Burrow was sacked five times, including three from cornerback Troy Hill and 1.5 sacks by Myles Garrett, and hit 12 times; however, he didn’t blame the offensive line. Cincinnati had one change to that group with Hakeem Adeniji starting in place of Jackson Carman at right guard; however, Taylor noted that two of the sacks came from the running backs not being on top of their protections.

“That’s usually put upon the offensive line, but it’s really disappointing when those set drives back because we’re not on top of details in protection,” Taylor said. “We’ll see (on film) how Hakeem played. I have confidence in our offensive line, so I’m not going to make any knee-jerk reactions after this game. But we’ll have a chance to revisit it after the bye.”

Adeniji was just added back to the active roster Thursday after working back from a pectoral injury suffered in May. Carman had a back issue last week but was a full participant in practices and was said to be healthy.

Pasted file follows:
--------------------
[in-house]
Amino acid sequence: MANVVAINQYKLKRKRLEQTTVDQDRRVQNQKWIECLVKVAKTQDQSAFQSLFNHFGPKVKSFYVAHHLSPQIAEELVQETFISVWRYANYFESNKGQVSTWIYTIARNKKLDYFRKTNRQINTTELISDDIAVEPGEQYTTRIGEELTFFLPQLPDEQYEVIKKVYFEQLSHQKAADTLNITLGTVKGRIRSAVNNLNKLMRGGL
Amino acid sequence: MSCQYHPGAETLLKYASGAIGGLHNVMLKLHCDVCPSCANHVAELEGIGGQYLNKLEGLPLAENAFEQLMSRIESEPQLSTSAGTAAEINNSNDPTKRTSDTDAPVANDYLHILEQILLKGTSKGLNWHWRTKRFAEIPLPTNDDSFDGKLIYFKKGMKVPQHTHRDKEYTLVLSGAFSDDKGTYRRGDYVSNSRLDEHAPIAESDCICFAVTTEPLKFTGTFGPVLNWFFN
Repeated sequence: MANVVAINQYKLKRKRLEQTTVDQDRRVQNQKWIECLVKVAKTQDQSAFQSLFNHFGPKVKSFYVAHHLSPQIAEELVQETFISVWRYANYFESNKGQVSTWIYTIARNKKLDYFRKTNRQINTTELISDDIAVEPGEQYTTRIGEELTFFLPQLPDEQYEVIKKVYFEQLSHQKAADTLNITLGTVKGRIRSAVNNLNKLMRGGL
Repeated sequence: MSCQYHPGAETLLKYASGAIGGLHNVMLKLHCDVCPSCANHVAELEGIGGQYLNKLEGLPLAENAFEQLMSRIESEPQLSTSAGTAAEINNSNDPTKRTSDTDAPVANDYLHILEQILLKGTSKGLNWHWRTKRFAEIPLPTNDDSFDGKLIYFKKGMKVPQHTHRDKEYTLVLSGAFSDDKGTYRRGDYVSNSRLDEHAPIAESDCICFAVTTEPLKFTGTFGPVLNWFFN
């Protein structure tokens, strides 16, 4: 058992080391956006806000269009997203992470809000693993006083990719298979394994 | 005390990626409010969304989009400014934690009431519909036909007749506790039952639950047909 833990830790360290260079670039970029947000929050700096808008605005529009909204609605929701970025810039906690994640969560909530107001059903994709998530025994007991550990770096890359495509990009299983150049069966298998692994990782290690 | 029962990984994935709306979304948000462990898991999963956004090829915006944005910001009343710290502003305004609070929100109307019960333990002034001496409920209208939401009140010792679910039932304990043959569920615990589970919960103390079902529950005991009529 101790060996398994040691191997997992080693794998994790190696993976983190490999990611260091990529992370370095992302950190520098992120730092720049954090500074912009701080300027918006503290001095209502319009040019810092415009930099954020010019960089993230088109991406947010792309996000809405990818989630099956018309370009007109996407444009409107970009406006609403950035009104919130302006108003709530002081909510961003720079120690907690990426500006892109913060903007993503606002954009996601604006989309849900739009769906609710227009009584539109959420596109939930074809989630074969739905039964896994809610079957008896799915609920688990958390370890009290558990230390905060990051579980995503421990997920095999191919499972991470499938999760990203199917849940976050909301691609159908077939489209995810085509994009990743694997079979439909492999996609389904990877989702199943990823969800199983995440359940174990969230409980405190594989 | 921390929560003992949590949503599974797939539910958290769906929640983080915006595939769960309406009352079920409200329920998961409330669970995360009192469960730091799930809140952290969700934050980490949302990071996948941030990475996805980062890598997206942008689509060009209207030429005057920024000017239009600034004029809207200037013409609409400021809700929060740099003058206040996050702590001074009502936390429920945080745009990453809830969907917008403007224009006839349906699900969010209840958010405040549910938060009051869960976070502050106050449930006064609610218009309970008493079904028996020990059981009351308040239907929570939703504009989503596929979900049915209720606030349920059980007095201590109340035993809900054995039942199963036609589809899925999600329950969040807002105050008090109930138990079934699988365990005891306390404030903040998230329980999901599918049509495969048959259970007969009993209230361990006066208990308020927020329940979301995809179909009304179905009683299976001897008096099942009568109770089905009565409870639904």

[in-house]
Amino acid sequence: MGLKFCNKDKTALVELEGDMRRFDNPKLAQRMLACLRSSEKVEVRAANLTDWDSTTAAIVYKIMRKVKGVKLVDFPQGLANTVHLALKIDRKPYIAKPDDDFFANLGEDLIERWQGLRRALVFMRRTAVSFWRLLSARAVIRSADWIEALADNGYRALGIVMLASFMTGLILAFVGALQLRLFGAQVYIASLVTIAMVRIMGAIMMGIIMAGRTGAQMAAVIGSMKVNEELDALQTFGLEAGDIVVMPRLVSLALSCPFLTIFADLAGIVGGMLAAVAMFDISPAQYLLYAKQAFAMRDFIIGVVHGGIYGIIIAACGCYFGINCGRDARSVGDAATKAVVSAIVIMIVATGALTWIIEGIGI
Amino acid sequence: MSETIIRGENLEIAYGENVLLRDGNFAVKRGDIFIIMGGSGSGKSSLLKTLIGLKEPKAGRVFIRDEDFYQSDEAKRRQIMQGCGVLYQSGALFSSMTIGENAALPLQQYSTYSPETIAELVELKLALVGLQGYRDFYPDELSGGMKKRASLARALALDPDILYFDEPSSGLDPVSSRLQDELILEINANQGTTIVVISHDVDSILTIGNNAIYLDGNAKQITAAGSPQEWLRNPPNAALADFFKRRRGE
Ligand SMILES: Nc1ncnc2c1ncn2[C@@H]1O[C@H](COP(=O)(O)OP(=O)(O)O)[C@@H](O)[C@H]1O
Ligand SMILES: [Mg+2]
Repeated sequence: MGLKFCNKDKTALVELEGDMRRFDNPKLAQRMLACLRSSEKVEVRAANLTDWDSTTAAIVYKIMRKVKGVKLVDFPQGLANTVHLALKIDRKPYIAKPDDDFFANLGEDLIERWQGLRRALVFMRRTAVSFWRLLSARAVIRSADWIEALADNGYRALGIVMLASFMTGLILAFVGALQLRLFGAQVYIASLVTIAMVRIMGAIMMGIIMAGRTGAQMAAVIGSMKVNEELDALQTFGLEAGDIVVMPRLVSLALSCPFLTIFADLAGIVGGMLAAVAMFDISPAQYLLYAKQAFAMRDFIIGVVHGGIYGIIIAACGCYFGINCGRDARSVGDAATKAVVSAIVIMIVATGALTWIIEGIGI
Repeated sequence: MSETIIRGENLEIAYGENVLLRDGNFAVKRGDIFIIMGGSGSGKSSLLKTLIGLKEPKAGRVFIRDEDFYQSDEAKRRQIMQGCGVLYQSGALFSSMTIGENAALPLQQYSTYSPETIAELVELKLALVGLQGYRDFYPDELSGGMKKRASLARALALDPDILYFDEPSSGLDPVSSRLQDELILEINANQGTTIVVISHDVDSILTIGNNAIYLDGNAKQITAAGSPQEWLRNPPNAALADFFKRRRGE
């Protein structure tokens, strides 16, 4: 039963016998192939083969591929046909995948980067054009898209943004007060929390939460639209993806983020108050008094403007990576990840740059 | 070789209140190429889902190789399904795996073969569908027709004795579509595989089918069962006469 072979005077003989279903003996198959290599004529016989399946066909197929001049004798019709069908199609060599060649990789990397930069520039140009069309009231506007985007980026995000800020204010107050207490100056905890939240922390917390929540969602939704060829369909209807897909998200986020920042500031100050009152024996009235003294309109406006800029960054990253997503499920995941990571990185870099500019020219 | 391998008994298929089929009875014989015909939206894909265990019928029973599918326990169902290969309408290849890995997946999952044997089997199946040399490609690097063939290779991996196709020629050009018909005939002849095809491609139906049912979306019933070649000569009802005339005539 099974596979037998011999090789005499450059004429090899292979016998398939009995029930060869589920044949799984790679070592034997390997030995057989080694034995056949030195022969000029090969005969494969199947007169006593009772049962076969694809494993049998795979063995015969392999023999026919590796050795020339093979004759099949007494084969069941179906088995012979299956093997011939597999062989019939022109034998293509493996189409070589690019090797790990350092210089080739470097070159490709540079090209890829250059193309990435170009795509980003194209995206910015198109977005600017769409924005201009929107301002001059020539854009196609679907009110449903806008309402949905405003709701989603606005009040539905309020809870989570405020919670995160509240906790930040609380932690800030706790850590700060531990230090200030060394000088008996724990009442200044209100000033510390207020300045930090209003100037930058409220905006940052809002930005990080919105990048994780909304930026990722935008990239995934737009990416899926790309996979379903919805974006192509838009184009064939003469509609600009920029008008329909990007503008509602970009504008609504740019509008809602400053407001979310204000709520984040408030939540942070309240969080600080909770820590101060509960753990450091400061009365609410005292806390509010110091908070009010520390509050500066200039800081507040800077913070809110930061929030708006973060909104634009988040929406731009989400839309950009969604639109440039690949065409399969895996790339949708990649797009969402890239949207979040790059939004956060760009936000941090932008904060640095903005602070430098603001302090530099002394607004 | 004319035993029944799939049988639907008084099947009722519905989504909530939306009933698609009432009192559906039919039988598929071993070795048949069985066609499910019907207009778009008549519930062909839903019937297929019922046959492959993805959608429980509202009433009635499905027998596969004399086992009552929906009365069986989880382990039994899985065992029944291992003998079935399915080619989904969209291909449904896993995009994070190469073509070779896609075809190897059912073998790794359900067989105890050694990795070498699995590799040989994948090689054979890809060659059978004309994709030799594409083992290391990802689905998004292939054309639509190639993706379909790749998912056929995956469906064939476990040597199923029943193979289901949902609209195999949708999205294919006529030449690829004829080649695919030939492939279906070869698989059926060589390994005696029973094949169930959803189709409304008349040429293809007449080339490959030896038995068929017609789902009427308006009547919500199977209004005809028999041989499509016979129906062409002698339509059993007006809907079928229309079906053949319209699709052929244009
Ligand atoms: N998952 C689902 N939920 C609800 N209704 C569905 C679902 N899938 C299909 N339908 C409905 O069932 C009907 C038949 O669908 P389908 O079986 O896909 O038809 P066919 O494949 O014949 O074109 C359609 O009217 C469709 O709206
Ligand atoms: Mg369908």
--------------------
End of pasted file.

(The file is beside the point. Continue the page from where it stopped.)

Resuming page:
4. Huge win for Browns

After starting out 3-1, the Browns were looking like the team people expected to be challenging for the AFC North title, but injury problems and a lack of cohesion on offense took them on a downward turn and Sunday was big step back in the right direction.

The Browns had lost three of their last four games coming into it and didn’t have the best week coming into it as Odell Beckham Jr.’s passive-aggressive complaints with how he was being used in Baker Mayfield’s passing game came to the forefront with an Instagram post from his dad. The issue ultimately led to a restructuring of Beckham’s contract so the Browns could more easily release him, and the Browns overcame that distraction Sunday.